Shelley J. Beeby
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This mini-doc from the Batiquitos Lagoon Foundation tells the story of the dredging process which removes sand and sediment buildup and deposits it on Ponto Beach or the sand is used to enhance two of the least tern areas.
San Diego is world-famous for its sunny beaches, serene coastal climate, and year-round idyllic weather. But it’s also home to numerous species of birds that frequent the local lagoons.
The Batiquitos Lagoon is a coastal wetland in San Diego nestled between the cities of Carlsbad and Encinitas. It is one of the last tidal wetlands along the southern California coastline, and it is protected by the California Department of Fish and Wildlife as an ecological reserve. More than 180 different bird species have been spotted at the lagoon throughout different times of the year, including pelicans, herons, egrets, ducks and grebes.
At Batiquitos Lagoon, you may see birds like the Snowy Egret.
For self-guided tours throughout the Batiquitos Lagoon, a trail guide is available to download from the Nature Center’s website. Red-winged blackbirds nest in the cattails close to the water and can be easily spotted on the walking trails during the early morning to late afternoon. On the sandy banks are special man-made nesting areas created for the endangered California Least Tern and the Western Snowy Plover.
To view the beautiful Great Blue Herons, Snowy and Great Egrets, look no further than the nearest Eucalyptus tree for their nests. Amazingly, these birds build their nests in trees, not on land. Sometimes lone herons or egrets can be spotted among the wooded areas close to the water.
At the Agua Hedionda Lagoon, you may see birds like the Pie-billed Grebe.
The Agua Hedionda Lagoon is another ecological reserve, with 400 lush acres that are home to hundreds of mammals and bird species. Among the native birds include the California Brown pelican, California towhee, Snowy Egret, Pie-billed Grebe and Red-tailed Hawk. Out of the 192 bird species identified at the lagoon, ducks are among the most common residents. The mallard is one of the most prominent species, with its trademark emerald head. Other ducks commonly found paddling on the lagoons include Redheads, Cinnamon Teals, Gadwalls and Ruddy ducks. Hiking trails designated by the Agua Hedionda Lagoon Foundation provide excellent viewing for shorebirds. Prime viewing times for the waterfowl range from early morning until just before sunset (8:00 a.m. to 6:00 p.m., depending on the season).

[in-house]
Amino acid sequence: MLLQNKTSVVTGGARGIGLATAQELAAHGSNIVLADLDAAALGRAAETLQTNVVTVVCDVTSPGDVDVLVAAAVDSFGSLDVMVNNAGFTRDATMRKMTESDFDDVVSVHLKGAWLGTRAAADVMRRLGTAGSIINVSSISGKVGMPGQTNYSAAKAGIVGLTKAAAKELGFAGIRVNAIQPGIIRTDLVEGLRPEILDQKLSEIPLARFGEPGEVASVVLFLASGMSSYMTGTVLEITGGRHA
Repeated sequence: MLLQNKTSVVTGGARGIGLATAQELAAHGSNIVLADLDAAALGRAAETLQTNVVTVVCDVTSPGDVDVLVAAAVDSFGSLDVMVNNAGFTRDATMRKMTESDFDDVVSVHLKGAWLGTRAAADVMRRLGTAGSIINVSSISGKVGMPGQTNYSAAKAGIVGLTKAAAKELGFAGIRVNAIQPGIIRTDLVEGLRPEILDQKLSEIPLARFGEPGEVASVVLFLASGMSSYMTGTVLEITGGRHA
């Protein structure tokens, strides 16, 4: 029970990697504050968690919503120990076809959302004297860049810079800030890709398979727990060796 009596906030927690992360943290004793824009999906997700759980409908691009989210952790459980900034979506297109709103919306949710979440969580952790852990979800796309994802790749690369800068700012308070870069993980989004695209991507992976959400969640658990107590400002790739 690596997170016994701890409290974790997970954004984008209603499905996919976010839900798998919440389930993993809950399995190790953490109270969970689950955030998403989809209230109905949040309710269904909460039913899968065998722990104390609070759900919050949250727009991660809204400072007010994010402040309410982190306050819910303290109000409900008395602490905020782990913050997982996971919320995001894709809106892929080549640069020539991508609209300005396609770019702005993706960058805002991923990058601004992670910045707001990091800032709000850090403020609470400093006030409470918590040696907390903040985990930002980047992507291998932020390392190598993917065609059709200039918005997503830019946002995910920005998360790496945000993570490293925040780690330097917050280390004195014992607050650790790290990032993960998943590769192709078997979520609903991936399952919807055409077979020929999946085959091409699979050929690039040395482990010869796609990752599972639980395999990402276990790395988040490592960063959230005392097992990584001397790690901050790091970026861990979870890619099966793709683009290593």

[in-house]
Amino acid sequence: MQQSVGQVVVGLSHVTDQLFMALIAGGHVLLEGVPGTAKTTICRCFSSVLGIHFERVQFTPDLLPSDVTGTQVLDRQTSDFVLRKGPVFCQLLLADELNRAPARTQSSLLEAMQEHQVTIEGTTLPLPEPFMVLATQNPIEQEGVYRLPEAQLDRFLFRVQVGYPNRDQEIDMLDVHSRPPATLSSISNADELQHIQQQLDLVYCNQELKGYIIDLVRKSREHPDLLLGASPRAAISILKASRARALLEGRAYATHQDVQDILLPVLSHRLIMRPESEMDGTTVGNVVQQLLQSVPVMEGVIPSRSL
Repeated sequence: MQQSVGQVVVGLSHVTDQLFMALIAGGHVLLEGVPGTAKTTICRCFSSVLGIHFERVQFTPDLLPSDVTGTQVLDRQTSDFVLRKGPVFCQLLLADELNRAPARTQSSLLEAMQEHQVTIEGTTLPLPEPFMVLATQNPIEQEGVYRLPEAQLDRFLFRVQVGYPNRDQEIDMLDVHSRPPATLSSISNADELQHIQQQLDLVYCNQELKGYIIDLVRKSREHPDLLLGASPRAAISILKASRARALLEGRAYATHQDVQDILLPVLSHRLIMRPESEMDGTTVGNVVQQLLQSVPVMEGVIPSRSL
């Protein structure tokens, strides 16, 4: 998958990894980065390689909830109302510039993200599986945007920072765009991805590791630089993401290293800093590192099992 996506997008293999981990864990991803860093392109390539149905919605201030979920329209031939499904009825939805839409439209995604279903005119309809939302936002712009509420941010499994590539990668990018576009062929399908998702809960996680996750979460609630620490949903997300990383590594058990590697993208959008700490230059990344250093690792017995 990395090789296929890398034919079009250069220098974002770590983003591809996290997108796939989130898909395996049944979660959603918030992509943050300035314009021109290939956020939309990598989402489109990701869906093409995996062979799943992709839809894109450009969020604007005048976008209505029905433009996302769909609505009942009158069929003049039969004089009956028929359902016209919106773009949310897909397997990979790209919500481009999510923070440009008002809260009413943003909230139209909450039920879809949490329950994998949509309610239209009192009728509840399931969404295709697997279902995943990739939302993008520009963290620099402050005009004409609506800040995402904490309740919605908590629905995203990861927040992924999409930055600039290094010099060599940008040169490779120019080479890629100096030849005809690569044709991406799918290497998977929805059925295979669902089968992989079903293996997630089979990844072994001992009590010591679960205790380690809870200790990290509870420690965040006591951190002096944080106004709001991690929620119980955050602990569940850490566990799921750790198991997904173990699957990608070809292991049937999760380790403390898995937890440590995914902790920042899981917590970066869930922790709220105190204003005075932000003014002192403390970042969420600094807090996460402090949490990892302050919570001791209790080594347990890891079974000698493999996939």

Out of the 192 bird species identified at the [Agua Hedionda Lagoon], ducks are among the most common residents.
For the adventurous (and nocturnal) bird watcher, waterfowl such as seagulls, pelicans and black-crested night herons are visible from the Oceanside Pier. Prime viewing times for the birds vary from around 8:00 p.m. until just before midnight. With the help of night-vision goggles, you can watch the elegant Black-crowned Night Herons bob on the ocean and dive for a nighttime snack. To get an idea of how long the herons can stay underwater, check your watch and time them to see when they come up for air. You’ll be amazed at how long the birds can remain submerged in the ocean!
Where do you plan to go bird watching next? Check out our other birding hotspot locations:
Birding America: South Dakota Smorgasbord
Birding at Cape May's Northern Cousin
Birding in Nevada's Lahontan Valley
Georgia's Enchanted Birding Lands